On Thursday, September 10th, President Barack Obama informed his administration staff to prepare for an influx of Syrian refugees.
The United States will accept 10,000 Syrian refugees over the next year in an attempt to deal with the current refugee crisis. But is it enough? And what about the other millions of refugees desperately struggling to survive?
Members of Congress and advocates assisting refugees on a daily basis commented on the relatively small number proposed by President Obama. They believe that the “humanitarian crisis” is not being addressed appropriately. Some say the U.S. conflict in Iraq is to blame for ISIS and the anti-government riots in 2011, which pushed out 10.6 million Syrians from their country.
According to Reuters, Democratic Representative David Cicilline has called for the acceptance of 60,000 refugees by the end of 2016. Religious groups have also called for the president to accept Syrian refugees in numbers upwards of 100,000. Many believe that the U.S. is failing to keep up with the global problem of refugees fleeing war-torn or unjust countries. Germany accepted 20,000 migrants over the weekend alone, and plans to accept approximately 800,000 migrants by the end of year.
It is easy to compare numbers. Germany has been openly accepting people for years, even before the refugee crisis began. They have long been trying to boost worker numbers and build a stronger economic system — and it works for them.
The U.S. unfortunately, does not have the convenience of opening its doors anymore. Terrorism and anti-American ideologies has put America into somewhat of a freeze when it comes to accepting refugees. White House Spokesman Josh Earnest told reporters, “I do feel confident in telling you that the president will not sign off on a process that cuts corners when it comes to the basic safety and security of the American people and the U.S. homeland.”
The U.S. is in a bind, along with several other countries, and the finger pointing over which country is better based on refugee numbers may not be the best solution, for politicians or refugees. At this very moment there are people, human beings, out there fighting for their lives. Struggling day and night to get their parents, children and themselves to safety. The global refugee crisis affects the entire world, and it can no longer be ignored.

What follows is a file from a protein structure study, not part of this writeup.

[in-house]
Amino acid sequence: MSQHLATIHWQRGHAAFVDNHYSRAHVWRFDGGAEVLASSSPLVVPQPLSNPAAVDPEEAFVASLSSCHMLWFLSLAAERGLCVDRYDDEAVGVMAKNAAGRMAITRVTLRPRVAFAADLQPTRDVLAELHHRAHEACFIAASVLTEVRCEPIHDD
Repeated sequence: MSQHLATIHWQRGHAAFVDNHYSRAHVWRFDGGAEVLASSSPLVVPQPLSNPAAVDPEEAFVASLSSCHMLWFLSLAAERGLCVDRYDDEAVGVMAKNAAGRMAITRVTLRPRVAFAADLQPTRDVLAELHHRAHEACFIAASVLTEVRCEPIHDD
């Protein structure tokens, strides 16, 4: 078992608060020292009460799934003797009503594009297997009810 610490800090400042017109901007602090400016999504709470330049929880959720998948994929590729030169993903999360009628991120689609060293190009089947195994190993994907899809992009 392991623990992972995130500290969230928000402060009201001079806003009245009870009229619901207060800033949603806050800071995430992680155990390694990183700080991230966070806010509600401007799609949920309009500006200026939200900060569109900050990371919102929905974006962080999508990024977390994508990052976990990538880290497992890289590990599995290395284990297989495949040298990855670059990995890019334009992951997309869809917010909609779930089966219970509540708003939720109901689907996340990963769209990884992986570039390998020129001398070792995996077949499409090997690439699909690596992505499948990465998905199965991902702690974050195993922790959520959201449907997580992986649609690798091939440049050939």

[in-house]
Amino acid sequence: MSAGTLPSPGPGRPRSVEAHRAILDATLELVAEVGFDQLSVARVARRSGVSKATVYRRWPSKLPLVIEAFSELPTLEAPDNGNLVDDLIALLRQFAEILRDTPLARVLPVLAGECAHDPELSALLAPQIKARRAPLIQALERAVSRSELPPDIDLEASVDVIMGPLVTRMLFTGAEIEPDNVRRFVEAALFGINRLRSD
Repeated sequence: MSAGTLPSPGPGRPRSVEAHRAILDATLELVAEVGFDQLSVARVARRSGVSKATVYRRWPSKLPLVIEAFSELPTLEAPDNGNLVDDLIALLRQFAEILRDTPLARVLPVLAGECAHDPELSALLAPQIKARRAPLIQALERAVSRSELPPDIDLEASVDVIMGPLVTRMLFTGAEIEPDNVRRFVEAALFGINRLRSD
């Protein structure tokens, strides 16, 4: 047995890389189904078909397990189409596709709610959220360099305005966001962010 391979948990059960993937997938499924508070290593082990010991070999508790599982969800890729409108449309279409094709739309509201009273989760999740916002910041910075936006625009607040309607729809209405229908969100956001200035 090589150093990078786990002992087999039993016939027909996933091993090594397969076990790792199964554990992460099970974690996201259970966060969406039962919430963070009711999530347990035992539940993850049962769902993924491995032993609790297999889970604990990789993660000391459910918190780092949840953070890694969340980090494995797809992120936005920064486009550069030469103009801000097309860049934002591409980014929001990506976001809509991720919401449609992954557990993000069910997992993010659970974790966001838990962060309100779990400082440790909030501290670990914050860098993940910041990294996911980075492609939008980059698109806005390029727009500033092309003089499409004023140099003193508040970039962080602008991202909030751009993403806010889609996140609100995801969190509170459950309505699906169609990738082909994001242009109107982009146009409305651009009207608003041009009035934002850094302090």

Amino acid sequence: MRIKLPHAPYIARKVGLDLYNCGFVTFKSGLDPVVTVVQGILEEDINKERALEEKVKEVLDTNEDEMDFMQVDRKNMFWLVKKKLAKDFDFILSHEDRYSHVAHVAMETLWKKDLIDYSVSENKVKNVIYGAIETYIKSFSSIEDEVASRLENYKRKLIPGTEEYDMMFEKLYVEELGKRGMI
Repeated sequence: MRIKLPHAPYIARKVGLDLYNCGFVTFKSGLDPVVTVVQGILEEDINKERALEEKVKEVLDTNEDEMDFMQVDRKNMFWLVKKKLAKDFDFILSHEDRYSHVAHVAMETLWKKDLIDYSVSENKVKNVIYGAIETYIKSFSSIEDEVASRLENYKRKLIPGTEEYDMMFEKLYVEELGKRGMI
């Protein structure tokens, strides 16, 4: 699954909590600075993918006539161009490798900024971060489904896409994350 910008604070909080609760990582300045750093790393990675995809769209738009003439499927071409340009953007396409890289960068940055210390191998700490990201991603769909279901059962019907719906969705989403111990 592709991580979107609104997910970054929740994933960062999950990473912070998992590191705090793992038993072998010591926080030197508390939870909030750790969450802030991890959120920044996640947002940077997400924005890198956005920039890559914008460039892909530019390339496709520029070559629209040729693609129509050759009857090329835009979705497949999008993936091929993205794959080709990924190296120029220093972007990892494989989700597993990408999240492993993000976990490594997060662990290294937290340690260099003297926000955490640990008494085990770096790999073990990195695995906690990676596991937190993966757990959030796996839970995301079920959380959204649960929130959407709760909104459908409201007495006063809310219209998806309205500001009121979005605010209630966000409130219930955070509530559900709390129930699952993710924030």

But what can be done? It is hard to say, and the news coverage is often disheartening. Recent news has reported that half of the Syrian population has been forced from their homes. Could you imagine half of all U.S. residents displaced? Already within Syria, 6.5 million people have been displaced, and there are 4.1 million refugees abroad. According to a CNN report, 310,000 have been killed and 10.6 million remain at home.
The majority of Syrian refugees have found shelter in Turkey, Lebanon and Jordan. With not much to return to, most are seeking political asylum in Europe in order to escape the nightmare forever. Interestingly enough, oil rich gulf states have not taken in many Syrian refugees, despite the similarities in language, religion and culture.
The alternative to this increasing problem is not an easy one. There must be a global effort to deal with this crisis effectively. This situation will also have an impact on the world economy, so whether you live in Turkey or Alaska, everyone will feel the effects of the refugee crisis eventually.
What do you think should or can be done?
– Stephen Seifert
Stephen Seifert is a writer, professor, adventurer and a health & fitness guru. His flare for travel and outdoor adventure allows him to enjoy culture and traditions different than his own. A healthy diet, routine fitness and constant mental development is the cornerstone to Stephen’s life